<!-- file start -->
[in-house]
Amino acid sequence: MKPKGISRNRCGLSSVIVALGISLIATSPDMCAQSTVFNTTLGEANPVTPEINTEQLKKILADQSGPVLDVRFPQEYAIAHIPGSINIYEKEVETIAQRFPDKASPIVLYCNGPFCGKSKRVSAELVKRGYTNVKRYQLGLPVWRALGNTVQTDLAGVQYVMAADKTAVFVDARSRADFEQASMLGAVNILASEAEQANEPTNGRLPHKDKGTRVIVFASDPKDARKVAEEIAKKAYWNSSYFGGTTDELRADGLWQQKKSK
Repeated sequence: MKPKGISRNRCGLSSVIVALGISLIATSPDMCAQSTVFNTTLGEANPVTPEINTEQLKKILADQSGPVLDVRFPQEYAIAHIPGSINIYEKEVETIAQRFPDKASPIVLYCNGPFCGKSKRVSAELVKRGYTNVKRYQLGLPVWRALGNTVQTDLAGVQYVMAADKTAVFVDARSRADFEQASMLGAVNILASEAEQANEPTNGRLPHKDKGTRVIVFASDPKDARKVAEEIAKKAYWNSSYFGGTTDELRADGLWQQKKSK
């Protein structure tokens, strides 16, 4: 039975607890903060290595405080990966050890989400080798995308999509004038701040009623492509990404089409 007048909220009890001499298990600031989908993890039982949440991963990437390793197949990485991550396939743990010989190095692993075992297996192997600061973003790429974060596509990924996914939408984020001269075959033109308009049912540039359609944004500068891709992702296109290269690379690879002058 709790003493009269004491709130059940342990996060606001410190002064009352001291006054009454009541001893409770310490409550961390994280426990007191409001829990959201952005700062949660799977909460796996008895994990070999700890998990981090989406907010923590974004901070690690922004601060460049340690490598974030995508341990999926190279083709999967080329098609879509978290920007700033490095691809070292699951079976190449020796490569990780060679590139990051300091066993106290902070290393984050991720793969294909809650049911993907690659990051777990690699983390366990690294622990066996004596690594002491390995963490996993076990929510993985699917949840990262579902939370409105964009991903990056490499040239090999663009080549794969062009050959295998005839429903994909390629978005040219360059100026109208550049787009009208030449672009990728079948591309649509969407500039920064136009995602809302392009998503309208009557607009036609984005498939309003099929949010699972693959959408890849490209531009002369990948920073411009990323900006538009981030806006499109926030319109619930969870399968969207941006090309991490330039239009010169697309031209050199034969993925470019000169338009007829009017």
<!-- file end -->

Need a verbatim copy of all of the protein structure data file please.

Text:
[in-house]
Amino acid sequence: MKPKGISRNRCGLSSVIVALGISLIATSPDMCAQSTVFNTTLGEANPVTPEINTEQLKKILADQSGPVLDVRFPQEYAIAHIPGSINIYEKEVETIAQRFPDKASPIVLYCNGPFCGKSKRVSAELVKRGYTNVKRYQLGLPVWRALGNTVQTDLAGVQYVMAADKTAVFVDARSRADFEQASMLGAVNILASEAEQANEPTNGRLPHKDKGTRVIVFASDPKDARKVAEEIAKKAYWNSSYFGGTTDELRADGLWQQKKSK
Repeated sequence: MKPKGISRNRCGLSSVIVALGISLIATSPDMCAQSTVFNTTLGEANPVTPEINTEQLKKILADQSGPVLDVRFPQEYAIAHIPGSINIYEKEVETIAQRFPDKASPIVLYCNGPFCGKSKRVSAELVKRGYTNVKRYQLGLPVWRALGNTVQTDLAGVQYVMAADKTAVFVDARSRADFEQASMLGAVNILASEAEQANEPTNGRLPHKDKGTRVIVFASDPKDARKVAEEIAKKAYWNSSYFGGTTDELRADGLWQQKKSK
């Protein structure tokens, strides 16, 4: 039975607890903060290595405080990966050890989400080798995308999509004038701040009623492509990404089409 007048909220009890001499298990600031989908993890039982949440991963990437390793197949990485991550396939743990010989190095692993075992297996192997600061973003790429974060596509990924996914939408984020001269075959033109308009049912540039359609944004500068891709992702296109290269690379690879002058 709790003493009269004491709130059940342990996060606001410190002064009352001291006054009454009541001893409770310490409550961390994280426990007191409001829990959201952005700062949660799977909460796996008895994990070999700890998990981090989406907010923590974004901070690690922004601060460049340690490598974030995508341990999926190279083709999967080329098609879509978290920007700033490095691809070292699951079976190449020796490569990780060679590139990051300091066993106290902070290393984050991720793969294909809650049911993907690659990051777990690699983390366990690294622990066996004596690594002491390995963490996993076990929510993985699917949840990262579902939370409105964009991903990056490499040239090999663009080549794969062009050959295998005839429903994909390629978005040219360059100026109208550049787009009208030449672009990728079948591309649509969407500039920064136009995602809302392009998503309208009557607009036609984005498939309003099929949010699972693959959408890849490209531009002369990948920073411009990323900006538009981030806006499109926030319109619930969870399968969207941006090309991490330039239009010169697309031209050199034969993925470019000169338009007829009017």